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10 elegies to help you express how someone made you feel

Writing an elegy

Your loved ones deserve to be remembered with special words. And, how much more special can you get, than by choosing an evocative song or poem as a tribute to their lives?

These elegies and tribute songs are inspired by love, loss and valediction, and may be able to help you remember a loved one and how they once made you feel.

What is an elegy?

An elegy is a heartfelt gesture, at a funeral, to remember people and express how you felt about them, while a valediction in poem or song is a way of saying a final farewell.

Slightly different from a eulogy, or funeral speech, an elegy is a poem or song of reflection, lamentation and praise for someone who has died. It explains how someone has made you feel, rather than a story of their lives.

Songs such as Elton John’s, Candle In The Wind and Fleetwood Mac’s, Gypsy are classic examples of tribute songs of valediction, expressing lamentation and love. More traditional valediction poems include many of the poems of John Donne, a metaphysical poet who wrote a series of 20 elegies in the 1590s.

Whether you want to write an elegy on your own, or read from someone else’s, here are 10 ideas to give you elegy inspiration.

1. Elegy Written in a Country Churchyard by Thomas Gray

Now fades the glimmering landscape on the sight,

And all the air a solemn stillness holds,

Save where the beetle wheels his droning flight,

And drowsy tinklings lull the distant folds;

Thomas Gray began writing this poem in 1742, in Stokes Poges, the place where his mother was buried. Since then, it has become one of the best-known poems in the English language, comparing the death of men with images of nature’s life cycles. Gray considers that there is no significant difference between great and common people when they have died - when they reach their graves, they all have the same value.

2. An Elegy for Michael Jackson by L’nass Shango

You shimmering waves on the ocean blue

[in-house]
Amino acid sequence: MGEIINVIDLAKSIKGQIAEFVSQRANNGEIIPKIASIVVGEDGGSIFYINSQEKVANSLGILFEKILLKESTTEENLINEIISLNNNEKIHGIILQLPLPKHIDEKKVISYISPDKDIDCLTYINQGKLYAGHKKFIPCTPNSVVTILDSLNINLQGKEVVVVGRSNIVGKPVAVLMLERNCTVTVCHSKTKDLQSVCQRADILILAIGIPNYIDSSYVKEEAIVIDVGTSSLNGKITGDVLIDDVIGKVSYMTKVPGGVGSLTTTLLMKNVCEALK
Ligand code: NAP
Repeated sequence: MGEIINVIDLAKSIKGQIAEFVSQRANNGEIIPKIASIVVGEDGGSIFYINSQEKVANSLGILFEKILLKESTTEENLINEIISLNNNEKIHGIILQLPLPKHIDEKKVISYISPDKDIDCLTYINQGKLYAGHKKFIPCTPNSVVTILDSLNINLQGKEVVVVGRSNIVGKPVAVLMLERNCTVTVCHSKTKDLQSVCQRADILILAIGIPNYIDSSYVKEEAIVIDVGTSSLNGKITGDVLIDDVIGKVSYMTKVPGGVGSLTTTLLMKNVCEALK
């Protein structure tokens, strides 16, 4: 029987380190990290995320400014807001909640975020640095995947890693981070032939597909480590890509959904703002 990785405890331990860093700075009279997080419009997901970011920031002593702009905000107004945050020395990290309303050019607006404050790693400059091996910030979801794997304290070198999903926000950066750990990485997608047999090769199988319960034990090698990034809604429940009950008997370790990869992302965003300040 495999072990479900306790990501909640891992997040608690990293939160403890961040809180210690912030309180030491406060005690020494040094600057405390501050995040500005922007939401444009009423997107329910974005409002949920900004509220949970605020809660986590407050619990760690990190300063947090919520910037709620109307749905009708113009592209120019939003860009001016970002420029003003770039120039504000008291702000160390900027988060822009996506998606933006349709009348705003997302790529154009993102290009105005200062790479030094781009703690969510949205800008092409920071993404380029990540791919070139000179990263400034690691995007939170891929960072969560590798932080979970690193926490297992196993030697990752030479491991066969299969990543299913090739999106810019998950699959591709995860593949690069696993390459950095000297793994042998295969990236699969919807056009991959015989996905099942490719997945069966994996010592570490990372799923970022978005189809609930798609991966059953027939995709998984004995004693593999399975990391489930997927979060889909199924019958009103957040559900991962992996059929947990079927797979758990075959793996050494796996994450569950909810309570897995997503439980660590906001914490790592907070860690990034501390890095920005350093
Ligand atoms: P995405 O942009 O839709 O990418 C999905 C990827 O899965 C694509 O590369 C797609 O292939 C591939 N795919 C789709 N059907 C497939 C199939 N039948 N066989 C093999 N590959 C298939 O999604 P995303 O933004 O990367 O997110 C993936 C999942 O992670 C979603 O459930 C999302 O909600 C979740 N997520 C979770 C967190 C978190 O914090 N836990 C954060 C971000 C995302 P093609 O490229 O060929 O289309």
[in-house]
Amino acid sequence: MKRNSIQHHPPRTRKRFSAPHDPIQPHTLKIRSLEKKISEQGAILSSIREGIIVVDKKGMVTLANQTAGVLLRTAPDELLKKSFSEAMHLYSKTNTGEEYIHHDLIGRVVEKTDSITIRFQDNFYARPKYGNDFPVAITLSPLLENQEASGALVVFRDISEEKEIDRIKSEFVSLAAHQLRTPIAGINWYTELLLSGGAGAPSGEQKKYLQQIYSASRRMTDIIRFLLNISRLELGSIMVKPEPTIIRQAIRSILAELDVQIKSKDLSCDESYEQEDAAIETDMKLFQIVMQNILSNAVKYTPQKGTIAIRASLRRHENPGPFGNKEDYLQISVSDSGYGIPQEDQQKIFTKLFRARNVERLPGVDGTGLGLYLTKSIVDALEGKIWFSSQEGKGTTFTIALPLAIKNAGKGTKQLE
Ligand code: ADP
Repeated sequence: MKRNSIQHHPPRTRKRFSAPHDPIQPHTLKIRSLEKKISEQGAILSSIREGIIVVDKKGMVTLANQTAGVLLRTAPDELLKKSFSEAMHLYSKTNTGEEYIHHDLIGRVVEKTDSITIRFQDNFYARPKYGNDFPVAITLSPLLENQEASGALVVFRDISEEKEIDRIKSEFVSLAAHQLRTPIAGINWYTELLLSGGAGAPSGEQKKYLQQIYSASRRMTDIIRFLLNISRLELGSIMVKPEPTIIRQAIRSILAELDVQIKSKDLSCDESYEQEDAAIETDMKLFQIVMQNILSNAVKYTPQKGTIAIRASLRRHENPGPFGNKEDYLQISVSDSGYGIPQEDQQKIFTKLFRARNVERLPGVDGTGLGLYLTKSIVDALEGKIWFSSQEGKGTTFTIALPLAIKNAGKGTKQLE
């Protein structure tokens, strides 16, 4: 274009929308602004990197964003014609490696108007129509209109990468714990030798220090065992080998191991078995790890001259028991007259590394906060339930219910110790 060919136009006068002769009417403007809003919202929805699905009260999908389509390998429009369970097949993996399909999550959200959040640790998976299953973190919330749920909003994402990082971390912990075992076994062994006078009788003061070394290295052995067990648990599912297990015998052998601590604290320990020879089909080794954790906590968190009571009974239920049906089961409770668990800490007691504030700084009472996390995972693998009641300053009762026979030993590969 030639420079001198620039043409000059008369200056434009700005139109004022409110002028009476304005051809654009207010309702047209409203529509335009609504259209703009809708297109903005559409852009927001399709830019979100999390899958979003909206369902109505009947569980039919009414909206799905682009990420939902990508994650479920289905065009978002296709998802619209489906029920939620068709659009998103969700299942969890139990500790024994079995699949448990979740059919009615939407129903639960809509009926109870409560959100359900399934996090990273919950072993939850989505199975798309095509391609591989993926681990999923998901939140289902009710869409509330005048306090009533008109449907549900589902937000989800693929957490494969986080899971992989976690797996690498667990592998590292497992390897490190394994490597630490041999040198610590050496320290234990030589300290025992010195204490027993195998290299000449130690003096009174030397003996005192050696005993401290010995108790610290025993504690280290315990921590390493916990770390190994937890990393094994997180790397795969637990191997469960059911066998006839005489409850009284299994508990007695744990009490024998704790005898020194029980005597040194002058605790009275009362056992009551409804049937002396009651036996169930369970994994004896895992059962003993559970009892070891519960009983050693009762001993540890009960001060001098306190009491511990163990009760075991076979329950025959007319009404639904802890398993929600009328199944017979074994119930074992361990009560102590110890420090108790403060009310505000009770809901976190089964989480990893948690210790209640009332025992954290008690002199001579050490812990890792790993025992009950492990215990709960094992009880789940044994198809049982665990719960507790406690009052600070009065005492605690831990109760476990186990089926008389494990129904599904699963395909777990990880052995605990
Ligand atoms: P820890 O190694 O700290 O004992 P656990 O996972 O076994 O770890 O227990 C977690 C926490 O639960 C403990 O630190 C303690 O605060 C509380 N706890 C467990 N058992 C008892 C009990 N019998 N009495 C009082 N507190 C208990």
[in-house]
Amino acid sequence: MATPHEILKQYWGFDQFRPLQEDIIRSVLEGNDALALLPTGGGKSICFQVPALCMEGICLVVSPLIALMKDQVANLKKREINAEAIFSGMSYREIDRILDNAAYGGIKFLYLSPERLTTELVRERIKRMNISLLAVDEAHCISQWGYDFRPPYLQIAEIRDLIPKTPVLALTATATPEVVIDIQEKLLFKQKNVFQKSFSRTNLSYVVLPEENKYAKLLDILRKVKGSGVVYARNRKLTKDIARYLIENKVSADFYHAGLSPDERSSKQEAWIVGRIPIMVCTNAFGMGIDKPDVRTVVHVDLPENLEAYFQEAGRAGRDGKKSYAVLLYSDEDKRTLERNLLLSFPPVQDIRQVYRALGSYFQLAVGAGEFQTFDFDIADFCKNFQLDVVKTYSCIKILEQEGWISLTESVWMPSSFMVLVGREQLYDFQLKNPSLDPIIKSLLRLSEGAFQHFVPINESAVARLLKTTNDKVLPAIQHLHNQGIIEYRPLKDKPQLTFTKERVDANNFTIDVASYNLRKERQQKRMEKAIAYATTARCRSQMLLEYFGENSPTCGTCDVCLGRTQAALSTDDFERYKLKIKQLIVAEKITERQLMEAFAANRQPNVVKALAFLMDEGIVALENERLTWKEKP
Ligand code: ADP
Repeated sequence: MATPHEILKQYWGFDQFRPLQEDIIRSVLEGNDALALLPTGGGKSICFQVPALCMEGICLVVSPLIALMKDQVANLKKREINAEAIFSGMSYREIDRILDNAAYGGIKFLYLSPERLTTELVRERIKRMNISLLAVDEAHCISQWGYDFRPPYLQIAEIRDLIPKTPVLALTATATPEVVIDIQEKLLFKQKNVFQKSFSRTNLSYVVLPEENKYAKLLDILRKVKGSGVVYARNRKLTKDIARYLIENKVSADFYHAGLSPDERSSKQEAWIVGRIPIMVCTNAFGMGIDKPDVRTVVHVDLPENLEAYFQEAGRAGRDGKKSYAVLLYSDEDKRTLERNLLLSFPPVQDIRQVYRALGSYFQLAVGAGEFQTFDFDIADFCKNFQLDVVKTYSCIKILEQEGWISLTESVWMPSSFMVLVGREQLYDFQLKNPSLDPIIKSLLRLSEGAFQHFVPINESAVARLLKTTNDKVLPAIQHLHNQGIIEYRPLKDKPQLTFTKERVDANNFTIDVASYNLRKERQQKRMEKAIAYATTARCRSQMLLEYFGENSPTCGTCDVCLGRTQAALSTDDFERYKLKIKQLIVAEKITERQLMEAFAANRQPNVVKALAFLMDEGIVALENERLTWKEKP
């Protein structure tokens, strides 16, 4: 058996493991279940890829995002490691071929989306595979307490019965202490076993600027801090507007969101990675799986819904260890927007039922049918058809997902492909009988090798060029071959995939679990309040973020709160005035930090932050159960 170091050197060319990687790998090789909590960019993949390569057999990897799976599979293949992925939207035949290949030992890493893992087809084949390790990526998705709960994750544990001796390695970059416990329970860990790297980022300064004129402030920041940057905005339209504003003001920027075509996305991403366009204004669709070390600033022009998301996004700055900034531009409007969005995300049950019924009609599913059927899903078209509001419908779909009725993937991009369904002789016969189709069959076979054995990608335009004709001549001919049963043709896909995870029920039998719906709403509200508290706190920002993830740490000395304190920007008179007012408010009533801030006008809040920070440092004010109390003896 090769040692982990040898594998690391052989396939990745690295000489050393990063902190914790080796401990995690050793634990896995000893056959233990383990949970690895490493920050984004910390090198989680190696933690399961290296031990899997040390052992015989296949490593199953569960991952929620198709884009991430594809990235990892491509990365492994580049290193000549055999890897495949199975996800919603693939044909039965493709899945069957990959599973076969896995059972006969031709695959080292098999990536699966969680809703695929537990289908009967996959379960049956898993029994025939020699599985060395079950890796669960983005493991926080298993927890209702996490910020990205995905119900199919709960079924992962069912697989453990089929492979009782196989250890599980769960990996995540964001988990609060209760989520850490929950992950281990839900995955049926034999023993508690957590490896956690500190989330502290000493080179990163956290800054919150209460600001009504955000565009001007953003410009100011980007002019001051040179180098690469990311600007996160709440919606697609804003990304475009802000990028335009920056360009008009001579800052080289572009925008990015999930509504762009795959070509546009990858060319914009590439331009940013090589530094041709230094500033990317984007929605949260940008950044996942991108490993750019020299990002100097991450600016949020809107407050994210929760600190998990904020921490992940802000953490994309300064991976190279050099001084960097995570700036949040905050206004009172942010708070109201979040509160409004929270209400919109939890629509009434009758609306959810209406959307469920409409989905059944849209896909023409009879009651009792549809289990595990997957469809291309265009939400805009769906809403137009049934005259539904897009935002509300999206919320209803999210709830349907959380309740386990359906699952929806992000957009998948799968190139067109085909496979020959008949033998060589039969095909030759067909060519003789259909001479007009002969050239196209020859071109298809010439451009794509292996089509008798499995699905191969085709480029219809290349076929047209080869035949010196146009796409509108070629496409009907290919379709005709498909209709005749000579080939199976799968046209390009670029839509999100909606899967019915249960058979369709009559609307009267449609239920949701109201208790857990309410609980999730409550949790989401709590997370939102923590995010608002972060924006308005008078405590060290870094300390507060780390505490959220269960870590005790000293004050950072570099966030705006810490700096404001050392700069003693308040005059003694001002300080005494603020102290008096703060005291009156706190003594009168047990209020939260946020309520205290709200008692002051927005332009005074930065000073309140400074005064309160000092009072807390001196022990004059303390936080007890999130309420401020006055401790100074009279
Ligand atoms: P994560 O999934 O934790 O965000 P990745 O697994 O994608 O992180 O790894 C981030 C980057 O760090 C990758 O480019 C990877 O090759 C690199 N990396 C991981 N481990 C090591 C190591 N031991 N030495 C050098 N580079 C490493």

Dance not again, he cannot dance with you

You weeping forests where the winds wail too

Let your bright tears fall in the pool of dew

The world of pop will never be the same again

The king is dead, and life is a dream so vain.

A tribute poem written by a fan for the King of Pop when he died in June 2009. The poem addresses fellow fans, and asks if they were aware of the artist’s pain while he was still alive. Shango also makes reference to Jackson’s lyrics, and uses them to comfort the readers, and highlight how much he meant to them.

3. Lycidas by John Milton

Yet once more, O ye laurels, and once more

Ye myrtles brown, with ivy never sere,

I come to pluck your berries harsh and crude,

And with forc'd fingers rude

Shatter your leaves before the mellowing year.

Bitter constraint and sad occasion dear

Compels me to disturb your season due;

For Lycidas is dead, dead ere his prime,

Young Lycidas, and hath not left his peer.

Who would not sing for Lycidas? he knew

Himself to sing, and build the lofty rhyme.

He must not float upon his wat'ry bier

Unwept, and welter to the parching wind,

Without the meed of some melodious tear.

This pastoral elegy about untimely death was first published in 1638 as part of a collection of elegies in remembrance of Milton’s friend and fellow poet, Edward King, who drowned in a shipwreck in the Irish Sea in 1637.

4. The Kaleidoscope by Douglas Dunn

To climb these stairs again, bearing a tray,

Might be to find you pillowed with your books,

Your inventories listing gowns and frocks

As if preparing for a holiday.

Or, turning from the landing, I might find

My presence watched through your kaleidoscope,

A symmetry of husbands, each redesigned